Experts: Michigan Senate's Utility Bill Shackles State To Obama EPA Overreach

Even as President-elect Trump promises repeal, which legal scholars say could happen fast

Two days after the Nov. 8 election, the Michigan Senate passed a rewrite of the state’s electric utility law that some experts say would lock this state into a regulatory scheme that President-elect Donald Trump has promised to repeal. Supporters argue that without the bill, the state could face electricity shortfalls.

It is not yet known if the state House has the votes to pass the bill in the lame-duck legislative session that begins Nov. 29.

The bill’s proposed regulatory arrangements are part of this state’s response to the Environmental Protection Agency’s “Clean Power Rule.” The rule would force states to reorganize their electrical grids according to federal regulations and is one reason for recent and upcoming closures of coal-fueled electric plants.

During the campaign, candidate Donald Trump said he would rescind the Clean Power Rule of the Barack Obama administration, which opponents say far exceeds the EPA’s legal authority. President-elect Trump has repeated the promise again since his Nov. 8 victory.

Rep. Tim Kelly, R-Saginaw Township, opposes the Senate bill and said Trump’s victory changes everything.

“In light of the election, given the fact that a President Trump would likely reverse many of Obama's clean power regulations, I think it would be foolhardy for the House to act on the what was passed out of the Senate,” Kelly said in an email. “Let's not base Michigan energy policy on yesterday's news.”

Under current Michigan law, decisions over whether a new power plant is needed, what kind of plant it should be and where it should be located are largely made by regional utilities, although the state is heavily involved. Under the bill, these decisions would be made instead in a centralized government planning process by political appointees on the state Public Service Commission. Utilities, along with other interests and agencies, would have some input.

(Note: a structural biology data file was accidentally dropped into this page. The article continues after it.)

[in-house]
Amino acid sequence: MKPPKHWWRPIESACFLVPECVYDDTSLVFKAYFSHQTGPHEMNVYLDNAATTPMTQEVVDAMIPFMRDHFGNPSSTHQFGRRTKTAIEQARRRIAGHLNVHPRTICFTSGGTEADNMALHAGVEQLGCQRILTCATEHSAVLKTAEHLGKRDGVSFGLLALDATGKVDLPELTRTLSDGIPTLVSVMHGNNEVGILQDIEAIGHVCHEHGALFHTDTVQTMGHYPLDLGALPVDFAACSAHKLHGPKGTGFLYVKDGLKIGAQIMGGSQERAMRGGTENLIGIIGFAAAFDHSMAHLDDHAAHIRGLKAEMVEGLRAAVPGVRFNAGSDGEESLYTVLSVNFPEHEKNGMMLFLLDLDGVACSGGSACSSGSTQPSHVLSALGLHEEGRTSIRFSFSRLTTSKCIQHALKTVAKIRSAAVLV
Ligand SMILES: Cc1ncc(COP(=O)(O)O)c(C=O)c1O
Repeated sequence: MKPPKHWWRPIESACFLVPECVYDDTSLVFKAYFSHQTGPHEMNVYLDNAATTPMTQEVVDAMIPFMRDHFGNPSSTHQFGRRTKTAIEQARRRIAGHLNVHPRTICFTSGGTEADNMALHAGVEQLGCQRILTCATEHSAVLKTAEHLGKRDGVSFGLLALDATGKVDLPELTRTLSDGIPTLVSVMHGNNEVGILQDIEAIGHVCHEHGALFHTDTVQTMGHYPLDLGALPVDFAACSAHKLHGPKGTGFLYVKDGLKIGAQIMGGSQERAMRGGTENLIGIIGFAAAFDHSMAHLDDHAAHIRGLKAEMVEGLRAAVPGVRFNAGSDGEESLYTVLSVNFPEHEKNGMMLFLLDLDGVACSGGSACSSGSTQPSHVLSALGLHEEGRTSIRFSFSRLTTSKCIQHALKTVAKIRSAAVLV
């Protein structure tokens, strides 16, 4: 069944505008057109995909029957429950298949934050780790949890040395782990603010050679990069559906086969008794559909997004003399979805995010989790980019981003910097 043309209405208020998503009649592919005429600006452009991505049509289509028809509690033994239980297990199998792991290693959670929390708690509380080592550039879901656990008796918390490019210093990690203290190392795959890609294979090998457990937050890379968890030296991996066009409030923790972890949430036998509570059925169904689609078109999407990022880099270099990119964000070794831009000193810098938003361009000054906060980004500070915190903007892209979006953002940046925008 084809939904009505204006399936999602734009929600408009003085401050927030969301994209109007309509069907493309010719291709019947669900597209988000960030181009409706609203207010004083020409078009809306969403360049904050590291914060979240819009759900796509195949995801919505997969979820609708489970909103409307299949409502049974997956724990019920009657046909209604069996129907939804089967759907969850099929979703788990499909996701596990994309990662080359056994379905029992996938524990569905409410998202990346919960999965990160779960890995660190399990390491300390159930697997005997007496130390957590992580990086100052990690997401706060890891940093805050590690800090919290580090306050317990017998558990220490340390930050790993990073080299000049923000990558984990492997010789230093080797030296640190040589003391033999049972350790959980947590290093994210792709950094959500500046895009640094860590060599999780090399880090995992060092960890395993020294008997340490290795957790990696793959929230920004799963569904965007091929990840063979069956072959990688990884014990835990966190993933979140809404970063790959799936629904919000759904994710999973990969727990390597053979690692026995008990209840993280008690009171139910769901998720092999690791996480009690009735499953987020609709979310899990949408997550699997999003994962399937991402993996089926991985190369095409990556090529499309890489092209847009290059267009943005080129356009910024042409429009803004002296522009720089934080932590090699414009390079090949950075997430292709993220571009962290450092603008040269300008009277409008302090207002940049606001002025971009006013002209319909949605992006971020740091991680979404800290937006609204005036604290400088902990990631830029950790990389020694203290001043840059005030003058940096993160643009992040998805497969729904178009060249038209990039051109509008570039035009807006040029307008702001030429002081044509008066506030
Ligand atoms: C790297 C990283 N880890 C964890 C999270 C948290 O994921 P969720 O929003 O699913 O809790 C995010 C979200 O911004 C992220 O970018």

Jason Hayes, director of environmental policy at the Mackinac Center for Public Policy, said the situation has changed since the Senate bill was crafted. “The presidential election effectively shifted the ground under the feet of energy and environmental policy in Michigan. A far more reasonable strategy would be to pause, take a breath, and see how rapidly changing federal regulations settle out,” Hayes said.

Critics also say the Senate-passed bill will reduce the opportunity for a free market to develop in electricity, without which electricity costs will rise.

Michael Giberson, a member of the Center for Energy Commerce at Texas Tech University, said in an email, “We advocate customer choice in electric power as a way to get a more dynamic, innovative and customer-centered electric industry.” Giberson, who is also on the faculty of the business college at the university, said that regulated monopolies — such as Michigan's two large electric companies — are constrained. “Traditional regulated monopolies have trouble being innovative, or truly customer-centered, because they operate in an environment in which every big development or significant risk requires permission from regulators.”

Some people have questioned whether Trump would have the authority to rescind the rules. But recent articles by legal scholars in The Wall Street Journal and elsewhere indicate that even if the rescission is challenged in court, the process would render the rule without legal force.